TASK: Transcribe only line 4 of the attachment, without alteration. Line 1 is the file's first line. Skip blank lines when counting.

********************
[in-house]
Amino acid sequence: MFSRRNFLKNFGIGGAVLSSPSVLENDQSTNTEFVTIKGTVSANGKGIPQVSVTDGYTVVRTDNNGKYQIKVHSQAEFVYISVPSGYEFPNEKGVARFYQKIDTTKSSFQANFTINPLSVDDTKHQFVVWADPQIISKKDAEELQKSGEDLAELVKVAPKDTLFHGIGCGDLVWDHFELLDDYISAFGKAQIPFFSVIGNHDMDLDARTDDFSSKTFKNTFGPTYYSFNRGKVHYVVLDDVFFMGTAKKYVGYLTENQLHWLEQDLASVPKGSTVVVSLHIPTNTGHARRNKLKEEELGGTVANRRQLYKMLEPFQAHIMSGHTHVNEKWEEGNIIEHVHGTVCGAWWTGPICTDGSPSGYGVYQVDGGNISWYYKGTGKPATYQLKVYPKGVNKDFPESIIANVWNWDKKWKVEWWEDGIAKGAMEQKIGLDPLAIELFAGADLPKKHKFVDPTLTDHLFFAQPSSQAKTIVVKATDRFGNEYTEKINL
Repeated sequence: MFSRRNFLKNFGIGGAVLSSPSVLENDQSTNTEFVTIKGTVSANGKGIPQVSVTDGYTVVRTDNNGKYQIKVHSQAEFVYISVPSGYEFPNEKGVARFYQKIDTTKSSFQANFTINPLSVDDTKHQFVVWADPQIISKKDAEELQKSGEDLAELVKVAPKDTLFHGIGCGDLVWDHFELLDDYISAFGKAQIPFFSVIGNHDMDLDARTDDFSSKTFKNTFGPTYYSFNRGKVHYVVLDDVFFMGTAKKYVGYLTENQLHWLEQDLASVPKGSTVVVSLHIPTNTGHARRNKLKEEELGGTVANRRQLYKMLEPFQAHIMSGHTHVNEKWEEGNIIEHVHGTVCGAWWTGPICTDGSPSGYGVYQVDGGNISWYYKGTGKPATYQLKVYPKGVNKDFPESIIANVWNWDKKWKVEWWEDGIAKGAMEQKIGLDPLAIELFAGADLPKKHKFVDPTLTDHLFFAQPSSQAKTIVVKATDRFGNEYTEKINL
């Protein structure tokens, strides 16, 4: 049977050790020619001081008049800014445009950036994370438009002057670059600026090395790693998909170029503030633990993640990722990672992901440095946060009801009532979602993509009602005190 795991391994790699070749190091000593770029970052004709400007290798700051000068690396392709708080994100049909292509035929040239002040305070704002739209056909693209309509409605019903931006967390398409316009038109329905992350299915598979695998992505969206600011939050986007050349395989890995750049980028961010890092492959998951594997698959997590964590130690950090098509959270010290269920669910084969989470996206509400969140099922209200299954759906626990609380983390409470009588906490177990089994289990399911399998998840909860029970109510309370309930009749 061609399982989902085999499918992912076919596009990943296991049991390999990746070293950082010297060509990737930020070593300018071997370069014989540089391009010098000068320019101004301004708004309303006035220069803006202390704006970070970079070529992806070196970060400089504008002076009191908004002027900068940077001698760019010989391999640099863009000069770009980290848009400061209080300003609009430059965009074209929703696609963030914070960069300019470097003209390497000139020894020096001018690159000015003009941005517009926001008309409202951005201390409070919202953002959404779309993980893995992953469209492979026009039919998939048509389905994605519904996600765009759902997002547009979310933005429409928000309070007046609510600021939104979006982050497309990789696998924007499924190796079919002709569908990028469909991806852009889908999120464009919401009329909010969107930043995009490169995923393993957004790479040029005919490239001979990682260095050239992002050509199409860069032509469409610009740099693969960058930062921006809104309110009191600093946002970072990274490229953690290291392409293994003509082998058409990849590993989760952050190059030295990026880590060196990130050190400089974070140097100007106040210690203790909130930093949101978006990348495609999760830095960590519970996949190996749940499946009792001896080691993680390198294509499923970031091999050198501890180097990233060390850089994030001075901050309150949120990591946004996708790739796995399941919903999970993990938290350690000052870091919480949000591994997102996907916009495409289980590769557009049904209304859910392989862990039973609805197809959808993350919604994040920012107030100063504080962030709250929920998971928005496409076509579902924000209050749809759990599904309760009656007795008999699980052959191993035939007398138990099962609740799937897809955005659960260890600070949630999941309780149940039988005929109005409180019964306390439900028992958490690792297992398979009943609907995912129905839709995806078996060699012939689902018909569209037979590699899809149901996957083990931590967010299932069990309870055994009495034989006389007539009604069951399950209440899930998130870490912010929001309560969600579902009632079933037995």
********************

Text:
């Protein structure tokens, strides 16, 4: 049977050790020619001081008049800014445009950036994370438009002057670059600026090395790693998909170029503030633990993640990722990672992901440095946060009801009532979602993509009602005190 795991391994790699070749190091000593770029970052004709400007290798700051000068690396392709708080994100049909292509035929040239002040305070704002739209056909693209309509409605019903931006967390398409316009038109329905992350299915598979695998992505969206600011939050986007050349395989890995750049980028961010890092492959998951594997698959997590964590130690950090098509959270010290269920669910084969989470996206509400969140099922209200299954759906626990609380983390409470009588906490177990089994289990399911399998998840909860029970109510309370309930009749 061609399982989902085999499918992912076919596009990943296991049991390999990746070293950082010297060509990737930020070593300018071997370069014989540089391009010098000068320019101004301004708004309303006035220069803006202390704006970070970079070529992806070196970060400089504008002076009191908004002027900068940077001698760019010989391999640099863009000069770009980290848009400061209080300003609009430059965009074209929703696609963030914070960069300019470097003209390497000139020894020096001018690159000015003009941005517009926001008309409202951005201390409070919202953002959404779309993980893995992953469209492979026009039919998939048509389905994605519904996600765009759902997002547009979310933005429409928000309070007046609510600021939104979006982050497309990789696998924007499924190796079919002709569908990028469909991806852009889908999120464009919401009329909010969107930043995009490169995923393993957004790479040029005919490239001979990682260095050239992002050509199409860069032509469409610009740099693969960058930062921006809104309110009191600093946002970072990274490229953690290291392409293994003509082998058409990849590993989760952050190059030295990026880590060196990130050190400089974070140097100007106040210690203790909130930093949101978006990348495609999760830095960590519970996949190996749940499946009792001896080691993680390198294509499923970031091999050198501890180097990233060390850089994030001075901050309150949120990591946004996708790739796995399941919903999970993990938290350690000052870091919480949000591994997102996907916009495409289980590769557009049904209304859910392989862990039973609805197809959808993350919604994040920012107030100063504080962030709250929920998971928005496409076509579902924000209050749809759990599904309760009656007795008999699980052959191993035939007398138990099962609740799937897809955005659960260890600070949630999941309780149940039988005929109005409180019964306390439900028992958490690792297992398979009943609907995912129905839709995806078996060699012939689902018909569209037979590699899809149901996957083990931590967010299932069990309870055994009495034989006389007539009604069951399950209440899930998130870490912010929001309560969600579902009632079933037995």